We expect the Royal Commission may recommend increased requirements for staffing levels in the industry, particularly more registered nurses.  There may also be a requirement for increased pay for aged care workers. 

These increased staffing costs must be supported by Government funding.  This is because such a large proportion of the aged care industry does not have the resources to bear these increased costs without Government assistance.   The average profit per bed in an aged care facility is approximately $3,000.  When you consider the cost of building a bed of nearly $300,000, you can see the problem.  A return on capital of just 1% not enough for private capital to enter the sector and build the aged care facilities for our growing elderly population.

Requirement Two - Monitoring of outcomes and productivity must improve

We believe the second recommendation of the Royal Commission will be the implementation of technology and monitoring capabilities.

The Royal Commission recommendations will likely suggest implementation of practice management solutions, replacing legacy paper-based systems and information technology.

The other key recommendation will be the implementation of far more advanced monitoring of resident health via wearable technology, with the outputs monitored by healthcare professionals as well as family members.

Let’s summarise the outcome:

Our view is the Royal Commission will:

  • Recommend increased funding to the sector with changes to staffing ratios and greater transparency in how funding is being utilised.  There may be the recommendation that wealthier Australians contribute more to their aged care costs - a user pays model.
  • Seek monitoring of care outcomes and argue for the use of technology to improve productivity

 The overall imperative is the Royal Commission creates certainty in the regulatory environment.  This will provide the private capital markets the confidence to invest in the aged care sector.

What has happened to the listed aged care operators?

With a review of the aged care industry and a better understanding of the likely outcomes from the Royal Commission, we can now review the investment metrics of the listed aged care operators.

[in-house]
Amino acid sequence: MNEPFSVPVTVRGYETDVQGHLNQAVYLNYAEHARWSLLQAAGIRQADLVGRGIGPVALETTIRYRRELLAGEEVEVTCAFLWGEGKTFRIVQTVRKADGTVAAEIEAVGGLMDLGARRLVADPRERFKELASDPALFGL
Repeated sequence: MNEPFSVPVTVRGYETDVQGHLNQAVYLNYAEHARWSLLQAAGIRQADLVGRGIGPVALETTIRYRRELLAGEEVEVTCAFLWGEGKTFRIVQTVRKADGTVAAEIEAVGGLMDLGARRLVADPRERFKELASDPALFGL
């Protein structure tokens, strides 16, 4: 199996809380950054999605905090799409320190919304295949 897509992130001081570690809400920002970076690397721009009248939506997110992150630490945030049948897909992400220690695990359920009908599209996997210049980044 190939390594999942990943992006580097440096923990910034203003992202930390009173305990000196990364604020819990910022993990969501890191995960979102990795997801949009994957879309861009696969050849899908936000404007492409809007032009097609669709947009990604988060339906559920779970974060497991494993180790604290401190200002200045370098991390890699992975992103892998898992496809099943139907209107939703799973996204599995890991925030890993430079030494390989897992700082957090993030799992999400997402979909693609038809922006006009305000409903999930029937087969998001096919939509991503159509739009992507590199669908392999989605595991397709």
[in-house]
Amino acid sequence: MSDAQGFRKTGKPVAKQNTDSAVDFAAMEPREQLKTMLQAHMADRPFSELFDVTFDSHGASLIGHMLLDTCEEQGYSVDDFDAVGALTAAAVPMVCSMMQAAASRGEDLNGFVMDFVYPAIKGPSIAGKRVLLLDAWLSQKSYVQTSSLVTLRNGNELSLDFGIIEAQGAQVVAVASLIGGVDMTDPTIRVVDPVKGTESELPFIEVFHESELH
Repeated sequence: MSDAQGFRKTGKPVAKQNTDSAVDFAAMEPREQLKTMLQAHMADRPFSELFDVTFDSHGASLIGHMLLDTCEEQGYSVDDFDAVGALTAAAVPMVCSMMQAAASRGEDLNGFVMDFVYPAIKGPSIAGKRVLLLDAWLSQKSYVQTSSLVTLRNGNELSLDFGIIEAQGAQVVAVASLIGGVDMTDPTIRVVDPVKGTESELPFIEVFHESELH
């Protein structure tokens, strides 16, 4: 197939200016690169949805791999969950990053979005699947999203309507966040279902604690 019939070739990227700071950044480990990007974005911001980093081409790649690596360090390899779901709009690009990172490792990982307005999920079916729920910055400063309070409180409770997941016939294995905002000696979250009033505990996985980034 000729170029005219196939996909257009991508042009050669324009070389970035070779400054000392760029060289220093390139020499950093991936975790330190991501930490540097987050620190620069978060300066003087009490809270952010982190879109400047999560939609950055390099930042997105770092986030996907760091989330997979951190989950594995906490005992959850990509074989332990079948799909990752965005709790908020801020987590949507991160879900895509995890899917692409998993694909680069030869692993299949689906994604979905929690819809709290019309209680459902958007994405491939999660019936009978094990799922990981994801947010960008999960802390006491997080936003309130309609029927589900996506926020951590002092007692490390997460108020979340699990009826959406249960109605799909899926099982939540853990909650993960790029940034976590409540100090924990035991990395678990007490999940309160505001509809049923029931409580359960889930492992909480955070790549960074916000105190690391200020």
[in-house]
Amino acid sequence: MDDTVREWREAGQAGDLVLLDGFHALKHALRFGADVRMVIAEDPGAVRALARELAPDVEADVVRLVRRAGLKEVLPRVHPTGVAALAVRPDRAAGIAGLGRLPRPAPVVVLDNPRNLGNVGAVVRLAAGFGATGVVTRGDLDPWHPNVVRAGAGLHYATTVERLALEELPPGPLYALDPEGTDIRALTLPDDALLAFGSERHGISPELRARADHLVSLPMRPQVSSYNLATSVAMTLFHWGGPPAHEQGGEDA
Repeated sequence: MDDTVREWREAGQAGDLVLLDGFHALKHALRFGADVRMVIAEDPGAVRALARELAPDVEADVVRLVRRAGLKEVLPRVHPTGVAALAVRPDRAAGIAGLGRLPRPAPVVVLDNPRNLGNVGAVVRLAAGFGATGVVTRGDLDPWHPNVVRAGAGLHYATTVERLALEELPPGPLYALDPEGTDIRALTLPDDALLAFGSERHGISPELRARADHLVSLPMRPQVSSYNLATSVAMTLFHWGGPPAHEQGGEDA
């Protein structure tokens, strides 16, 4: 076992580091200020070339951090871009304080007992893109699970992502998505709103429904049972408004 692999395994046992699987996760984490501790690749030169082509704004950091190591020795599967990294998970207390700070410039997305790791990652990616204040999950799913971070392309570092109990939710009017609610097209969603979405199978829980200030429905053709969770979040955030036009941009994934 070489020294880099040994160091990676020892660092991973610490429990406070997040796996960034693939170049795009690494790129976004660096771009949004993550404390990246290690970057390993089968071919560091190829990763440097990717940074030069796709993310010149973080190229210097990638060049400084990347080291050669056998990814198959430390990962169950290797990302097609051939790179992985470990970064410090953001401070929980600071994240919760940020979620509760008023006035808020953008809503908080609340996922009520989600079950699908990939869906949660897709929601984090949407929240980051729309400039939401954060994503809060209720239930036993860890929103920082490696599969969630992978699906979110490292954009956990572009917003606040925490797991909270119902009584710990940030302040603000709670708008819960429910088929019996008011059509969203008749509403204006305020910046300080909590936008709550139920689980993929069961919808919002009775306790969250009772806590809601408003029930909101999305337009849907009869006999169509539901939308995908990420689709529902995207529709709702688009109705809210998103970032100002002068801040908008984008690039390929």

The reason for the fall in capital value by the listed aged care operators:

  • Revenue has been flat because of government funding cuts
  • Costs of labour and materials have been increasing by 2-3% per annum
  • Margin contraction has ensued driving substantial earnings downgrades
  • The threat of potential draconian Government regulation stemming from the Royal Commission
  • Lower occupancy due to negative media coverage

As we stand now, the three listed aged care operators trade on price earnings multiples of 15-16 times, have reasonable balance sheets and pay 5-7% fully franked yields. 

There is likely to be continued earnings volatility over the coming months on the back of Royal Commission headlines and potentially weaker than expected profit results on the back of lacklustre occupancy rates.

Our playbook

This is how we see the next three years playing out for the listed aged care operators:

1: Regulatory risk removed - The Royal Commission increases funding to the sector.  This may mean a minor earnings benefit for the listed aged care operators, but more importantly, it creates regulatory certainty

2: Productivity Improvements - The listed operators will have the scale to invest in technology to improve care levels and raise productivity